It’s the same with video editing. Millions upon millions of people now have access to really good video editing tools, but that doesn’t make them an editor. Earning a paycheck doesn’t make you an editor either. I’ve met “professionals” who have full time jobs that can’t cut their way out of a paper bag. And then I meet kids in school or college that just blow me away with their sense of timing.
True editors are storytellers. Doesn’t matter if you’re cutting a commercial, a training video, a movie or an episodic television series, you’re telling a story. Really good editors seem to be natural storytellers with an incredible sense of timing. When I start a project, I can usually “see” the edit from start to finish within a matter of hours. It’s just second nature for me and it’s something I have a hard time explaining to other people when folks ask me for tips and how I go about editing. A buddy of mine described it that “the editing part is secondary for Walter, he just knows where the story is, but it’s everything else around editing like the technology that has always drawn him in.”
The technology, and the proper way to use today’s technology, seems to be the biggest differentiation between what we’ll call a hobbyist / prosumer vs. a professional editor. Even on national broadcasts I’m stunned at how many interlacing issues I see that aren’t rocket science to do correctly. In the case of our shop, there is not a format we have not had to work with so we’re getting pretty good at solving any problems that can arise from the mixing and matching of the various formats.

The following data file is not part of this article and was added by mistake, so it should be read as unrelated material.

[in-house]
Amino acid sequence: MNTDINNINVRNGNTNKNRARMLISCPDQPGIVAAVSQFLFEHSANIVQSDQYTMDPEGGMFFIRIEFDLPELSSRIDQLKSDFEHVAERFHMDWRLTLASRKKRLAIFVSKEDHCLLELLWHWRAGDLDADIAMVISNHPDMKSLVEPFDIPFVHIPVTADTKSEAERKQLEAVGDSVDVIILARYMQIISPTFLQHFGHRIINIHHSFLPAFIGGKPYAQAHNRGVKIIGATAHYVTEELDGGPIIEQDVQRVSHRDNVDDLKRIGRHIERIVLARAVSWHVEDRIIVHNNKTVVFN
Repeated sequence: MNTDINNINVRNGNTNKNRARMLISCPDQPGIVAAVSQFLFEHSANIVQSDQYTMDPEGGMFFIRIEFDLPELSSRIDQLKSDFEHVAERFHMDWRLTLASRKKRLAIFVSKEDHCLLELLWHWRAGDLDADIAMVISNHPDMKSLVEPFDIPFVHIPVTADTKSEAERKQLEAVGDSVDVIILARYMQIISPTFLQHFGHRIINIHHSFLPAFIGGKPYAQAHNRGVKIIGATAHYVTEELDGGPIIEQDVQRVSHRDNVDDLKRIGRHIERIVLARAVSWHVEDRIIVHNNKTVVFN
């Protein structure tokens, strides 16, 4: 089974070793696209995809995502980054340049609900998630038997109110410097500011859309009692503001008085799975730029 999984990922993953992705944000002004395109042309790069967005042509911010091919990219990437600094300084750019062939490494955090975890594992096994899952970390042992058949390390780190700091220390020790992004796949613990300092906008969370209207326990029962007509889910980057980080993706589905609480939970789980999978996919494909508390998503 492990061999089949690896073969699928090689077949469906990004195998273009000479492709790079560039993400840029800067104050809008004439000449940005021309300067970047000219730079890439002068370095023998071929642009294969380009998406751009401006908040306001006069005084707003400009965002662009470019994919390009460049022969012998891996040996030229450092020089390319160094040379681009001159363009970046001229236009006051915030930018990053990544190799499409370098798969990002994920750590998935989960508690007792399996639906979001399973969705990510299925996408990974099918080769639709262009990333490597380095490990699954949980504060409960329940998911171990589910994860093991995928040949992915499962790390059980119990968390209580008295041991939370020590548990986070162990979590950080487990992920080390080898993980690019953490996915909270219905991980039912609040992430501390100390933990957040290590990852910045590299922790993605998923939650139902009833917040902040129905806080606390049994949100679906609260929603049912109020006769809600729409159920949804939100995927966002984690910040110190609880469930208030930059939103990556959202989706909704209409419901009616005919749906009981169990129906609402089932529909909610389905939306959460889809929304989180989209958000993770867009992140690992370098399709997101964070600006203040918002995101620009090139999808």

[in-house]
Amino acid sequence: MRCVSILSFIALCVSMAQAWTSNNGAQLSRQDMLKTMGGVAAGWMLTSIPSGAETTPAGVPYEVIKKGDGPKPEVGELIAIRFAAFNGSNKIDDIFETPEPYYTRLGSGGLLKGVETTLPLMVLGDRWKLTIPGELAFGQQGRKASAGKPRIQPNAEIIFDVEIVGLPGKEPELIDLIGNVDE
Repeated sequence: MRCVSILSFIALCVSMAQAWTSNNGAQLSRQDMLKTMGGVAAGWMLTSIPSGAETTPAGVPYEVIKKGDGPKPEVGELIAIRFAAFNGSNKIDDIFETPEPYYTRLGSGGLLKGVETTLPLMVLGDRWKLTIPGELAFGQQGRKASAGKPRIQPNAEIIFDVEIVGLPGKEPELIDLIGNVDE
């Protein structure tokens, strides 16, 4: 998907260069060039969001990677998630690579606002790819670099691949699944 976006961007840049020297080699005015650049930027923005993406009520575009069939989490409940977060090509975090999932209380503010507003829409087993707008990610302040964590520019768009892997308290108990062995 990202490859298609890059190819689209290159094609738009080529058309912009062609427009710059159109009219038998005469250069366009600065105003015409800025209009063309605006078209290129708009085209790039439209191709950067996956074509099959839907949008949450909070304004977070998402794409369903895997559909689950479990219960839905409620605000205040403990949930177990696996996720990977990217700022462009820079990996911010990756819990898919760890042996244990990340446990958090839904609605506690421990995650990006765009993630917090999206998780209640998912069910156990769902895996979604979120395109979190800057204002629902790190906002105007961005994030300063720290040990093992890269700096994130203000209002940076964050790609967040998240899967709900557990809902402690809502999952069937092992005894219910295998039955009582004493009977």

So in this short term environment where video editing is equated with the cheaper tool than the artist and anyone can edit at home for super cheap, why in the world would we open a huge new facility? Simple. We’re storytellers and I surround myself with other good storytellers. We are transitioning ourselves from just being a service provider to other clients, to creating our own original content. As we develop these into fully funded projects, we’re going to need room for more storytellers. And as some storytellers strike out on their own, they might need a place to call home for a while. So we want to provide that creative space for other artists because as cool as it is to work at home, I can attest that it’s more fun and creative to be around like minded folks than all alone in your home office.
Long term, the craft of editing is probably stronger than ever. Now that the tools are in the hands of the many, we’ll discover some new folks who just blow us away with their storytelling skills. But short term, many long time professionals could get hurt when editing decisions are based on price alone and not the skill of the artist. Like anything else, with storytelling you generally get what you pay for.
In time, folks will realize that again.